Earlier this year, the U.S. Departments of Treasury and Housing and Urban Development extended the deadline for struggling homeowners to apply for HUD’s Making Home Affordable Program to December 31, 2013.

To further increase awareness of that program, the government and the Ad Council on Wednesday kicked off the third and final phase of a public service advertising campaign, which will target the nearly one in 14 homeowners in the U.S. who have fallen behind on mortgage payments, in order to alert them to free resources available to help them avoid foreclosure.

In its November 2012 Housing Scorecard, the Obama Administration stated that since Making Home Affordable was launched in 2009 through the first six months of 2012, more than 1.3 million households have taken advantage of the program. Making Home Affordable focuses on providing homeowners with information that would help them lower their monthly mortgage payments or, if homeownership is no longer viable, showing them the cleanest path out without resorting to foreclosure. The program also points owners who have lost their jobs or whose homes are underwater to refinancing options.

The Administration’s scorecard also notes that:

•The Federal Housing Administration has offered more than 1.5 million loss-mitigation and early-delinquency interventions, with lenders participating in the HOPE Now program offering homeowners more than 3.2 million mortgage modifications.

•18.2 million homeowners have refinanced their mortgages since April 1, 2009.

•More than 1.1 million homeowners have received a permanent modification through the Administration’s Home Affordable Modification Program, or HAMP. 

The primary criticism of Obama’s housing policies has been that they have not helped anywhere near as many distressed homeowners as the administration itself had projected at the outset of these programs, or they’re helping the wrong people. FHA, which guarantees 30% of all new mortgages, has come under withering criticism lately after reporting that its capital position is now $13.5 billion in the red, and that more than one in six of its loans are at least 30 days delinquent.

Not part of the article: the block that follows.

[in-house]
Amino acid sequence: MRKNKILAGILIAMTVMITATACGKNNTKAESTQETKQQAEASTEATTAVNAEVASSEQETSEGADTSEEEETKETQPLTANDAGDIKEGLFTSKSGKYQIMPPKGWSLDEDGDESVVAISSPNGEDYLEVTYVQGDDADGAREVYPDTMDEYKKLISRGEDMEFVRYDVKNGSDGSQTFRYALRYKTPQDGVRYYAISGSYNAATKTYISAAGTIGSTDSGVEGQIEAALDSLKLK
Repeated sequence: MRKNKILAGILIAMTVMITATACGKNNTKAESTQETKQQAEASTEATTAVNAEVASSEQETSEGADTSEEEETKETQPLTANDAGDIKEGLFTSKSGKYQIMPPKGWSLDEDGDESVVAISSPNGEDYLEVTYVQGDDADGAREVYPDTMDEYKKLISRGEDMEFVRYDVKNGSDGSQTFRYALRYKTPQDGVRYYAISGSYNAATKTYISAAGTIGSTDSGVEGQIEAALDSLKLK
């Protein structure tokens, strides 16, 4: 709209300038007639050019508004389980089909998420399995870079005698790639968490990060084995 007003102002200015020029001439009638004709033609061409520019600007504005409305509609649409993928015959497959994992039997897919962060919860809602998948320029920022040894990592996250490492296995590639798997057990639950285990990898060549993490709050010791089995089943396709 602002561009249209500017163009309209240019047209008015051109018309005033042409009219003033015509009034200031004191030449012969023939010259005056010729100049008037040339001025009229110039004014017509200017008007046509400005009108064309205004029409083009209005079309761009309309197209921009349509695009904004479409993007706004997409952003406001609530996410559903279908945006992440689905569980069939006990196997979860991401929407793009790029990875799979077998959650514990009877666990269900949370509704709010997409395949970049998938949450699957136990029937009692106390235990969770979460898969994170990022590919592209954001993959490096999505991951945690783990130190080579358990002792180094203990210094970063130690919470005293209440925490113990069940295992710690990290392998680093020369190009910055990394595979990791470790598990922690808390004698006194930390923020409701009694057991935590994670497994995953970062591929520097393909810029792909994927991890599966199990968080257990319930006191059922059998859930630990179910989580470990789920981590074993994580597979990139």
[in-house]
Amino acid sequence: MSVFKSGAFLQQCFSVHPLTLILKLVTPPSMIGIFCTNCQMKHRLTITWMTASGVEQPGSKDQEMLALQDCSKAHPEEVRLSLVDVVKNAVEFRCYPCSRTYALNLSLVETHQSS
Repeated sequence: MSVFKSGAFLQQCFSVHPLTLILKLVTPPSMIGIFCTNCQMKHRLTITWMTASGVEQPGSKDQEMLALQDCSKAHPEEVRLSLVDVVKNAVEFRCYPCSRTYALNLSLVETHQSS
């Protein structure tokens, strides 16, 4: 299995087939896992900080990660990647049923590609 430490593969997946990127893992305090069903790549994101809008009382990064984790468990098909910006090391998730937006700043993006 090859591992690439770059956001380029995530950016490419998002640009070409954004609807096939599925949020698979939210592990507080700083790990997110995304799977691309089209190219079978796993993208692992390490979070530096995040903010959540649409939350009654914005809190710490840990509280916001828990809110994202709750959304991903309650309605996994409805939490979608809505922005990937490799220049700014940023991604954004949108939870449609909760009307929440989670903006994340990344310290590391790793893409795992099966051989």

There are myriad reasons why more distressed homeowners haven’t sought help from government agencies, explains George Gonzales of HUD’s public affairs office. “Some people just think the problem will go away, and others are embarrassed about friends or family knowing about their situation,” he says. “The PSA ads are designed to address some of those issues.”

The Chicago-based ad firm Schafer Condon Carter created Make Home Affordable’s multimedia campaign (print, radio, outdoor, and web), which seeks to assuage owners’ anxieties. The voiceover on the new 1-minute web ad, for example, states, “When people struggle with their mortgage payments, they become frozen, petrified. Not knowing what to do, they do nothing.” That ad goes on to assure distressed homeowners that “people who take action are far more likely to get a positive outcome.” The program’s phone number, 888-995-HOPE, then appears on screen. People can call that number to reach HUD-approved housing experts 24 hours a day, seven days a week.

“We hope to be able to reach these Americans with a message of hope, and inspire them to get the help they need,” said Peggy Conlon, president and CEO of the Ad Council, in a prepared statement issued jointly with HUD and Treasury.

The PSAs, which are available in English and Spanish, will start airing next month and are scheduled to run for a year, says Lisa Cullen, an Ad Council spokesperson. Since this campaign was launched in 2010, media outlets have donated nearly $69 million in air time and space.

John Caulfield is senior editor for Builder magazine.

Learn more about markets featured in this article: Washington, DC, Chicago, IL.